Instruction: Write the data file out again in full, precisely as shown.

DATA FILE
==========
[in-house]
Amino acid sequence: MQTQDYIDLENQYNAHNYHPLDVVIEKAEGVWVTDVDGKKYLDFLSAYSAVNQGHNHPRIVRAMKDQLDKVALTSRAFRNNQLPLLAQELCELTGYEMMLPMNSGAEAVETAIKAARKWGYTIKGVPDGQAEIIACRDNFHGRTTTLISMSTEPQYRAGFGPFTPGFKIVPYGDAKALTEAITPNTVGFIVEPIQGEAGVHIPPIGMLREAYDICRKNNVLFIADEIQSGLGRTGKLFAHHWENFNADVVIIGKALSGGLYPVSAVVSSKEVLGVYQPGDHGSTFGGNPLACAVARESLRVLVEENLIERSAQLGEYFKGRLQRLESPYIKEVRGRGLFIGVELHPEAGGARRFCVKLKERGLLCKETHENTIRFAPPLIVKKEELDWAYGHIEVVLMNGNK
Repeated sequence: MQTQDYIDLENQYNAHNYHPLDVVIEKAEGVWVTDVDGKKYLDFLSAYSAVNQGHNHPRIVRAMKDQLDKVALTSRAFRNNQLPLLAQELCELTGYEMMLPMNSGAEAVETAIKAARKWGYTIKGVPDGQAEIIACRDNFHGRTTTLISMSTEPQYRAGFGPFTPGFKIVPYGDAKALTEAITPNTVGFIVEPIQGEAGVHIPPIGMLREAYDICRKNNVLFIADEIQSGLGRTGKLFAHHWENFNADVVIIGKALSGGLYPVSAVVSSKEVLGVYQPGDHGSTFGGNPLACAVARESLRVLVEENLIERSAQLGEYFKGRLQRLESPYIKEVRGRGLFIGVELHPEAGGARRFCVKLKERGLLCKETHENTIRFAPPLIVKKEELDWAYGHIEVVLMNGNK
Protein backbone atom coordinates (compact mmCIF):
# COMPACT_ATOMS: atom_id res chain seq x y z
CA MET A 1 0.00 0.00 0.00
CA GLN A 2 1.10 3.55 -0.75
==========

[in-house]
Amino acid sequence: MQTQDYIDLENQYNAHNYHPLDVVIEKAEGVWVTDVDGKKYLDFLSAYSAVNQGHNHPRIVRAMKDQLDKVALTSRAFRNNQLPLLAQELCELTGYEMMLPMNSGAEAVETAIKAARKWGYTIKGVPDGQAEIIACRDNFHGRTTTLISMSTEPQYRAGFGPFTPGFKIVPYGDAKALTEAITPNTVGFIVEPIQGEAGVHIPPIGMLREAYDICRKNNVLFIADEIQSGLGRTGKLFAHHWENFNADVVIIGKALSGGLYPVSAVVSSKEVLGVYQPGDHGSTFGGNPLACAVARESLRVLVEENLIERSAQLGEYFKGRLQRLESPYIKEVRGRGLFIGVELHPEAGGARRFCVKLKERGLLCKETHENTIRFAPPLIVKKEELDWAYGHIEVVLMNGNK
Repeated sequence: MQTQDYIDLENQYNAHNYHPLDVVIEKAEGVWVTDVDGKKYLDFLSAYSAVNQGHNHPRIVRAMKDQLDKVALTSRAFRNNQLPLLAQELCELTGYEMMLPMNSGAEAVETAIKAARKWGYTIKGVPDGQAEIIACRDNFHGRTTTLISMSTEPQYRAGFGPFTPGFKIVPYGDAKALTEAITPNTVGFIVEPIQGEAGVHIPPIGMLREAYDICRKNNVLFIADEIQSGLGRTGKLFAHHWENFNADVVIIGKALSGGLYPVSAVVSSKEVLGVYQPGDHGSTFGGNPLACAVARESLRVLVEENLIERSAQLGEYFKGRLQRLESPYIKEVRGRGLFIGVELHPEAGGARRFCVKLKERGLLCKETHENTIRFAPPLIVKKEELDWAYGHIEVVLMNGNK
Protein backbone atom coordinates (compact mmCIF):
# COMPACT_ATOMS: atom_id res chain seq x y z
CA MET A 1 0.00 0.00 0.00
CA GLN A 2 1.10 3.55 -0.75